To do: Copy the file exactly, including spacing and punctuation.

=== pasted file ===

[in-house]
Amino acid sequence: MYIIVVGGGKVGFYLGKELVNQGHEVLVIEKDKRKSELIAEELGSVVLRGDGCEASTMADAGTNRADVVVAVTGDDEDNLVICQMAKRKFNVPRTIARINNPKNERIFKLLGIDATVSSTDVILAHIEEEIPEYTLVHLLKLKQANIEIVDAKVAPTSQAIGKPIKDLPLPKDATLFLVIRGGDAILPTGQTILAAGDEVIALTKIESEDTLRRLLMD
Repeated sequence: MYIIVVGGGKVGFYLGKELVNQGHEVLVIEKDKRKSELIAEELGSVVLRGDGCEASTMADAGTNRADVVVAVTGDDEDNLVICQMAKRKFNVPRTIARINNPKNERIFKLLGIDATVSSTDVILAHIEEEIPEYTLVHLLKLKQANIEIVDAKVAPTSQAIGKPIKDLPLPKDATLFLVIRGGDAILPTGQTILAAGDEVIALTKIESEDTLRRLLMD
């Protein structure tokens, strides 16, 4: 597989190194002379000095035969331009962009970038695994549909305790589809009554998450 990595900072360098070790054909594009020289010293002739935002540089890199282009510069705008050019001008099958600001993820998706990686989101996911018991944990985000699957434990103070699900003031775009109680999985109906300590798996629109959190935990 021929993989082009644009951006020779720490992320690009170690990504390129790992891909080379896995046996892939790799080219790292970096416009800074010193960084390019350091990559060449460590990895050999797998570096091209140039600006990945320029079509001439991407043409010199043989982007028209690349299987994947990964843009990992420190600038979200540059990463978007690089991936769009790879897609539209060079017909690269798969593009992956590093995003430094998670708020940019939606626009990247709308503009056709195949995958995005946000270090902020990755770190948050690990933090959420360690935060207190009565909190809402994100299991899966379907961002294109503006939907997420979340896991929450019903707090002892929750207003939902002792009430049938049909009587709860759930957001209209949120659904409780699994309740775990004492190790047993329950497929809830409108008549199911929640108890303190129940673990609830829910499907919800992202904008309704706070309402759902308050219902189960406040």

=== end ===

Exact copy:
[in-house]
Amino acid sequence: MYIIVVGGGKVGFYLGKELVNQGHEVLVIEKDKRKSELIAEELGSVVLRGDGCEASTMADAGTNRADVVVAVTGDDEDNLVICQMAKRKFNVPRTIARINNPKNERIFKLLGIDATVSSTDVILAHIEEEIPEYTLVHLLKLKQANIEIVDAKVAPTSQAIGKPIKDLPLPKDATLFLVIRGGDAILPTGQTILAAGDEVIALTKIESEDTLRRLLMD
Repeated sequence: MYIIVVGGGKVGFYLGKELVNQGHEVLVIEKDKRKSELIAEELGSVVLRGDGCEASTMADAGTNRADVVVAVTGDDEDNLVICQMAKRKFNVPRTIARINNPKNERIFKLLGIDATVSSTDVILAHIEEEIPEYTLVHLLKLKQANIEIVDAKVAPTSQAIGKPIKDLPLPKDATLFLVIRGGDAILPTGQTILAAGDEVIALTKIESEDTLRRLLMD
């Protein structure tokens, strides 16, 4: 597989190194002379000095035969331009962009970038695994549909305790589809009554998450 990595900072360098070790054909594009020289010293002739935002540089890199282009510069705008050019001008099958600001993820998706990686989101996911018991944990985000699957434990103070699900003031775009109680999985109906300590798996629109959190935990 021929993989082009644009951006020779720490992320690009170690990504390129790992891909080379896995046996892939790799080219790292970096416009800074010193960084390019350091990559060449460590990895050999797998570096091209140039600006990945320029079509001439991407043409010199043989982007028209690349299987994947990964843009990992420190600038979200540059990463978007690089991936769009790879897609539209060079017909690269798969593009992956590093995003430094998670708020940019939606626009990247709308503009056709195949995958995005946000270090902020990755770190948050690990933090959420360690935060207190009565909190809402994100299991899966379907961002294109503006939907997420979340896991929450019903707090002892929750207003939902002792009430049938049909009587709860759930957001209209949120659904409780699994309740775990004492190790047993329950497929809830409108008549199911929640108890303190129940673990609830829910499907919800992202904008309704706070309402759902308050219902189960406040």